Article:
A podcast about Gemini Observatory and its role in the Era of Multi-Messenger Astronomy. Featuring news related to multi-messenger astronomy (MMA), time-domain astronomy (TDA), our visiting instrument program, and more through interviews with astronomers, engineers, and staff both here at Gemini (North and South) and abroad.
In episode 10 of the GEMMA podcast, GEMMA intern Odysseus Quarles reviews the discovery and naming of Pōniuāʻena, the second-most-distant quasar discovered to date, and the oldest known billion-solar-mass quasar in the universe.
Special thanks to the ʻImiloa Astronomy Center, for allowing us to use audio from their interviews with Jason Chu, Kaʻiu Kimura, Larry Kimura, and John O’Meara, and for leading the A Hua He Inoa program to unite cultural leaders, astronomers and students to share traditional knowledge with modern astronomical research.
In episode 9 of the GEMMA podcast, GEMMA intern Odysseus Quarles interviews Michael Wong, a planetary scientist at the University of California Berkeley. Wong is the PI for the recent Jupiter observations done at Gemini North in conjunction with the Hubble Space telescope and the Juno probe. In this episode, we discuss solar system astronomy in a multi-messenger context, and how Gemini’s capabilities were uniquely suited to the task. We then discuss some of the interesting results from Wong’s observations, including “holes” in the Great Red Spot, and lightning source regions.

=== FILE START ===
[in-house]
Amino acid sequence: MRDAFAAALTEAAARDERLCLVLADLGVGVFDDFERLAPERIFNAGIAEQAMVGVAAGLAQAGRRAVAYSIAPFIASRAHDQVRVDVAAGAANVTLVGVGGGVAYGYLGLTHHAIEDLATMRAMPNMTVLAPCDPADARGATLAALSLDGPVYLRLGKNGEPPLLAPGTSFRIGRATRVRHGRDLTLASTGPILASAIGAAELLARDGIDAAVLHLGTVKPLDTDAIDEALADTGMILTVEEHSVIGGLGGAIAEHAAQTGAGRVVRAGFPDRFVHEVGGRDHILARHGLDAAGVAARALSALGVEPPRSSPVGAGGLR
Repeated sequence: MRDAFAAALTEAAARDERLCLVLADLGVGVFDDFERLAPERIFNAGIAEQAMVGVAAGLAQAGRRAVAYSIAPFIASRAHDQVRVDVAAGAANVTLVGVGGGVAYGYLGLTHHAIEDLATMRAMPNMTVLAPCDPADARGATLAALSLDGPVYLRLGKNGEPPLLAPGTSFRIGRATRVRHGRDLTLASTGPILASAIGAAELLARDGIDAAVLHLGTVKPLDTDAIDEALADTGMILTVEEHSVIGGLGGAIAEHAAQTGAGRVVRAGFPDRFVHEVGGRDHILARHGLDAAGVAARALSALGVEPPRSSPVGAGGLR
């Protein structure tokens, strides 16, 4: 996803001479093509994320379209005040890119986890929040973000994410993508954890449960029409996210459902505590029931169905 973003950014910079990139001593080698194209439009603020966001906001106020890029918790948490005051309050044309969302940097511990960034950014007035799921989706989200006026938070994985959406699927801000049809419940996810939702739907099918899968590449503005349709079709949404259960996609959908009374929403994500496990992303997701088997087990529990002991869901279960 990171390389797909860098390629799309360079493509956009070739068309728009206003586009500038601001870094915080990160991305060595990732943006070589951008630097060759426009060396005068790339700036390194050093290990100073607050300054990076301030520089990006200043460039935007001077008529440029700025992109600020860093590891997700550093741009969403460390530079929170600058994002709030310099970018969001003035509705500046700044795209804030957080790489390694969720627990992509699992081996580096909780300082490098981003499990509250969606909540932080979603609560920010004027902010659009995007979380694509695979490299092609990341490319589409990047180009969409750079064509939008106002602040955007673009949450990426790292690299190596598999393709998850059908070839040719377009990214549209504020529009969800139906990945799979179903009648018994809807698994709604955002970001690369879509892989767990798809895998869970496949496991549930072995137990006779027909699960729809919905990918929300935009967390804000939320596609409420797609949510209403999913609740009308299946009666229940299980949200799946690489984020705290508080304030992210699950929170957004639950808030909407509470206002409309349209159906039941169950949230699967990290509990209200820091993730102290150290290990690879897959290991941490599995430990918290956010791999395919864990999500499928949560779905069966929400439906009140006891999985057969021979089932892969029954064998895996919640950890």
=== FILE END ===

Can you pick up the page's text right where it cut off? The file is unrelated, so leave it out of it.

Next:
Press Release and Images
Be sure to keep an eye on our Youtube page as well, where we’ll have Michael Wong back again for Live from NOIRLab@Gemini on May 27th!
In episode 8 of the GEMMA podcast, GEMMA intern Odysseus Quarles introduces Brian Day’s Journey Through the Universe talk on the past, present, and future of NASA’s Moon and Mars exploration programs. Brian Day is the Lead for Citizen Science and Community Development at NASA’s Solar System Exploration Research Virtual Institute (SSERVI). His talk, presented as part of Gemini Observatory’s Journey Through the Universe program, covers the history of NASA’s Lunar and Martian exploration programs, and the challenges and discoveries that await us in the next wave of human exploration in our solar system.
In episode 7 of the GEMMA Podcast, GEMMA intern Chance Spencer interviews Data Process Developer Chris Simpson. Simpson works in the Science Users Support department at Gemini Observatory of NSF's National Optical-Infrared Astronomy Research Laboratory where he helps write Gemini’s new data reduction software package DRAGONS (Data Reduction for Astronomy from Gemini Observatory North and South). They discuss the advantage of DRAGONS in the coming age of time-domain astronomy as well as its benefits from the POV of an astronomer.
In episode 6 of the GEMMA Podcast, GEMMA intern Chance Spencer interviews Joshua Chamot, Public Affairs Specialist for the National Science Foundation. They examine how the media landscape for space science has changed from the dot-com boom in the early 2000s to the decline of journalists with a science background around 2008. They also discuss the niche of passionate supporters astronomy and space sciences have captured compared to other sciences, how multi-messenger astronomy plays into the NSF’s Big 10 Ideas, and the success of the November 2019 GEMMA Summit.